On February 24th 2009, it’s twenty years since the body of Laura Palmer was found in a plastic shroud on a lonely lakeshore. Dwarves, tight angora sweaters, cherry pie, one-armed men and talking logs… Welcome To Twin Peaks: Population 51,201. Wonderland revisits the best TV series ever made.
Marc Almond and Gene Pitney have knocked Jason and Kylie off the top of the UK charts. Reagan has just left the White House. The last Soviet tanks are rolling out of Afghanistan. Madonna is filing for divorce from Sean Penn. Ayatollah Khomeini has slapped a $3million bounty on Salman Rushdie’s head. The poll tax that will bring down Margaret Thatcher is a month away from being introduced.
Oblivious to these international convulsions, a small grey-brown wren, native to Washington State, cocks its head. A sawmill belches smoke. Machines whirr, giant rusty cogs spin, sparks spray. A forlorn town sign, crudely painted with two mountaintops, stands against a background of Douglas Firs. Music swells. Water falls.
Lumberjack Pete Martell says goodbye to his indifferent wife and steps outside their lakeside lodge into the crisp North Western morning. “The lonesome foghorn blows,” he murmurs to himself. On the shore, next to a massive fallen tree bleached to concrete by the elements, Martell sees a white bundle. He edges closer. The package has come unstuck like some vile, abandoned birthday present. It’s a human parcel, tied with string round the torso and at the knees. A golden spray of hair tumbles from the nearest end. Martell begins to shake uncontrollably. He calls the sheriff’s office, trying to figure this thing, this terrible thing, but can’t find the words. “She’s //de-e-ead//,” he cries in a wavering voice. “Wra-a-a-apped in pla-a-stic…”
So begins the pilot episode of Twin Peaks. The director is David Lynch. The girl is Laura Palmer. And, as of the show’s debut on ABC in April 1990, not only is she Homecoming Queen of the local high school and the apple of her father’s eye, she’s the most famous corpse in television history. Each week, millions will tune in to watch FBI Special Agent Dale Cooper (Kyle McLachlan) find her killer…
Lynch and screenwriter Mark Frost were struggling. For three years the pair had been working on a film adaptation of Goddess, the best-selling biography of Marilyn Monroe. After a trio of dark, challenging outings (Eraserhead, The Elephant Man and Blue Velvet) Lynch was keen to edge towards something a little more mainstream – and Goddess fitted the bill. But it just wasn’t gelling. “I loved the story of this woman in trouble,” says Lynch, “but I didn’t know if I liked it being a real story.”
When the studio refused their script, the duo’s agent, Tony Krantz, had an idea. Frost had been involved with the hit cop series Hill Street Blues, and Krantz suggested they collaborate instead on a TV project. At the back of Krantz’s mind was Peyton Place – the torrid 60s soap juggernaut in which illicit passions, insanity, murder and secrets ran amok. Lynch and Frost loved the idea of a soap opera with bite, and came up with a new idea they called Northwest Passage, which they took to ABC in 1988. “We just described a murder-mystery loosely set in a small town in the Pacific north-west,” says Frost. “And that was about all we had at that point. We said we wanted it to have the feel of a lush 50s melodrama; David made some strange motions with his hand as he described the wind. And they seemed to like that.”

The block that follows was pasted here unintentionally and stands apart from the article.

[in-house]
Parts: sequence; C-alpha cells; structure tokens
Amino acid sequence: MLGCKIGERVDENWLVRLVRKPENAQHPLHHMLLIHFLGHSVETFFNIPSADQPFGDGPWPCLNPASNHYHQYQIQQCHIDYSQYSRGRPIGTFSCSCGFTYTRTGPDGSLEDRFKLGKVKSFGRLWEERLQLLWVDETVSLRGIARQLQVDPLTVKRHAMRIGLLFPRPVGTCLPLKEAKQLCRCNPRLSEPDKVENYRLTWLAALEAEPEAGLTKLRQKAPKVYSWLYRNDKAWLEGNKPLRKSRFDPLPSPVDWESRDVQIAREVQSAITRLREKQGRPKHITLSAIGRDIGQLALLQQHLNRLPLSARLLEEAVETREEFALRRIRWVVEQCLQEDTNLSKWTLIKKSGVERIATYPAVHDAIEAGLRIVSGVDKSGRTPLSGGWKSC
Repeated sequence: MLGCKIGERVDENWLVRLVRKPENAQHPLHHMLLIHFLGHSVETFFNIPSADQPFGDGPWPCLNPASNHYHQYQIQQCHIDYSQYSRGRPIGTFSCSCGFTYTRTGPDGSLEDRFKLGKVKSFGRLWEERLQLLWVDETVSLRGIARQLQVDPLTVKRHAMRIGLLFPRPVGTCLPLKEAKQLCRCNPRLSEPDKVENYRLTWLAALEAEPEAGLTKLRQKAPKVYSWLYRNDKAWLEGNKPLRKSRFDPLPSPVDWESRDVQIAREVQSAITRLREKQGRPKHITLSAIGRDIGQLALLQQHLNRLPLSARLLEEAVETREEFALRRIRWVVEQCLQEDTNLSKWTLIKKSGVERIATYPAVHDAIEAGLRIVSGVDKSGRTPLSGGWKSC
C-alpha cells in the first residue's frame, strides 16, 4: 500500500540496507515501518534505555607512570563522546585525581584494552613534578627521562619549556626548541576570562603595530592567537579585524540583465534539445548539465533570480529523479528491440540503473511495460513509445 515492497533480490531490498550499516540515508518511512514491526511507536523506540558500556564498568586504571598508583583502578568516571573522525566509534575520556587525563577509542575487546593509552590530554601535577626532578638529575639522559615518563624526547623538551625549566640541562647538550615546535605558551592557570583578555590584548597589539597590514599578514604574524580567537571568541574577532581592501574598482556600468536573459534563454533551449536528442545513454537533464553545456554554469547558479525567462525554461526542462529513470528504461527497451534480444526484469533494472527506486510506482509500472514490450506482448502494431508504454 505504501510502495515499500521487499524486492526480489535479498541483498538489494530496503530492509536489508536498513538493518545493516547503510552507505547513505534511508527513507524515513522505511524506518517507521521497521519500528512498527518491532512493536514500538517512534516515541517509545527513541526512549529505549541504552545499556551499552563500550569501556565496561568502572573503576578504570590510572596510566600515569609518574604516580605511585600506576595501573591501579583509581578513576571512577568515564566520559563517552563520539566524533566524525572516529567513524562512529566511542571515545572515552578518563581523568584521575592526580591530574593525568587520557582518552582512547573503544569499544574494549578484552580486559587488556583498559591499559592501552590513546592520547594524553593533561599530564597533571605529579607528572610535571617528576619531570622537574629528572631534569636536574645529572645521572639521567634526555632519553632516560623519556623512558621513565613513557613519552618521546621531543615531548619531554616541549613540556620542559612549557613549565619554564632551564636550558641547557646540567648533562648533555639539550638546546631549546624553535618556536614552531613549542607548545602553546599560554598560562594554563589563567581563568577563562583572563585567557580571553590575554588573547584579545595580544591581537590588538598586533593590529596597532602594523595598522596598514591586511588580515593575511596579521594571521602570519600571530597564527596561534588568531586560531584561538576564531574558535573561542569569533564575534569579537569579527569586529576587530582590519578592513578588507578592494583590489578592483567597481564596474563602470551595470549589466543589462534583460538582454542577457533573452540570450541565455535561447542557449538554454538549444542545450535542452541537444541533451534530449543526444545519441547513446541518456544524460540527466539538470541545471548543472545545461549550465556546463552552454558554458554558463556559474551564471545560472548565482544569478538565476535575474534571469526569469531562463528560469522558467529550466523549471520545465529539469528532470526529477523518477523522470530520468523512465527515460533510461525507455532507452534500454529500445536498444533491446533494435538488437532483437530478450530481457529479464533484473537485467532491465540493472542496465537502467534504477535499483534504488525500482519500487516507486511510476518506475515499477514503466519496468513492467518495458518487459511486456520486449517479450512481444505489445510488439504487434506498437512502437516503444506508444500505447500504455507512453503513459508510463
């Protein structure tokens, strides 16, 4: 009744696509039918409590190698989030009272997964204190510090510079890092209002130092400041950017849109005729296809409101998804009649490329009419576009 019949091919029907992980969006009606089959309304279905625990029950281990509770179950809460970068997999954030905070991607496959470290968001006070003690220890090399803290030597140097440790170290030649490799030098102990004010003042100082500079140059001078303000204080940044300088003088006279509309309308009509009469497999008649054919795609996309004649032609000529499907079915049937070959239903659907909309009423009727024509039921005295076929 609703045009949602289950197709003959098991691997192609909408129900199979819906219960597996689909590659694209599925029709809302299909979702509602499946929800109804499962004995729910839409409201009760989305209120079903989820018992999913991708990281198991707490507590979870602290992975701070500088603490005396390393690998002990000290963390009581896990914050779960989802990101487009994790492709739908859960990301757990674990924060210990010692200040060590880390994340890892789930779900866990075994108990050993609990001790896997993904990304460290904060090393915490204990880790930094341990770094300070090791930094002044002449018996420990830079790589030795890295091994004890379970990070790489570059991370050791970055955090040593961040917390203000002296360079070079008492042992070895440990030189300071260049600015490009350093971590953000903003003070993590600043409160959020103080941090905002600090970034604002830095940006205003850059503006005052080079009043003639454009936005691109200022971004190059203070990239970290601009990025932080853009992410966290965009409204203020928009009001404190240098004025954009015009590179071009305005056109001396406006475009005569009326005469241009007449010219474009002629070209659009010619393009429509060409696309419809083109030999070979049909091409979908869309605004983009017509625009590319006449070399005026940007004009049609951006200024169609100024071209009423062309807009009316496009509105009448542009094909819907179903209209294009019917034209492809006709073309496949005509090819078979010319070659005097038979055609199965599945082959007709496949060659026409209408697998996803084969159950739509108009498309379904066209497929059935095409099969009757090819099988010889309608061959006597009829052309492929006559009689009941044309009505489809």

Six months later, ABC greenlit the pilot. And in a booth at DuPar’s coffee shop on the corner of Laurel Canyon and Ventura Boulevard in downtown LA, Lynch and Frost came up with the newly christened Twin Peaks’ most enduring image: a girl’s body bound in plastic sheeting. “We developed the town before the people,” explains Frost. “We drew a map. We knew it had a lake and a lumber mill, but the specifics we weren’t sure of.” Lynch continues: “We knew where everything was, and it helped us decide what mood each place had, and what could happen there. Then the characters just introduced themselves to us and walked into the story.” Frost admits that it took them a while to solve the murder: “We had to know the town before we could make up a list of suspects. Only after we knew most of its people was the killer revealed to us.”
Though its roots were in the soaps of the past, the action would take place just one year before Twin Peaks aired; in this fictional world, Laura Palmer drew her last breath in the early hours of 24th February 1989. “We always felt it should be in the present,” says Frost, “but that it should have a kind of timeless feel, as small towns in America often do. This is a place where time has stood still for a while.” Having grown up in a succession of Montanan small towns, Lynch was only too familiar with the atmosphere it needed. “I love a small town,” he smiles. “But it has to be a certain size. It can’t be too small. It has to be big enough so that you don’t know everybody and yet there’s these pleasant places and then strange secrets and sickness there as well.”
The crime-solving elements came from Frost, a longtime fan of Arthur Conan Doyle. Thanks to him, the series’ hero emerged as Agent Cooper, Sherlock Holmes with Bryl-cremed black hair and a biscuit-coloured macintosh. “When you come down to it,” ponders Frost, “the art of the detective is pretty basic. Whatever period you’re in it’s ratiocination, deductive and inductive reasoning, and then a smattering – sometimes mysterious – of intuition. Though I think we pumped intuition a little bit more than people were used to seeing!” Cooper’s unorthodox methods of investigation involved mystical Tibetan and Native American shamanism, and visions in his bedroom of a helpful giant in a bow-tie.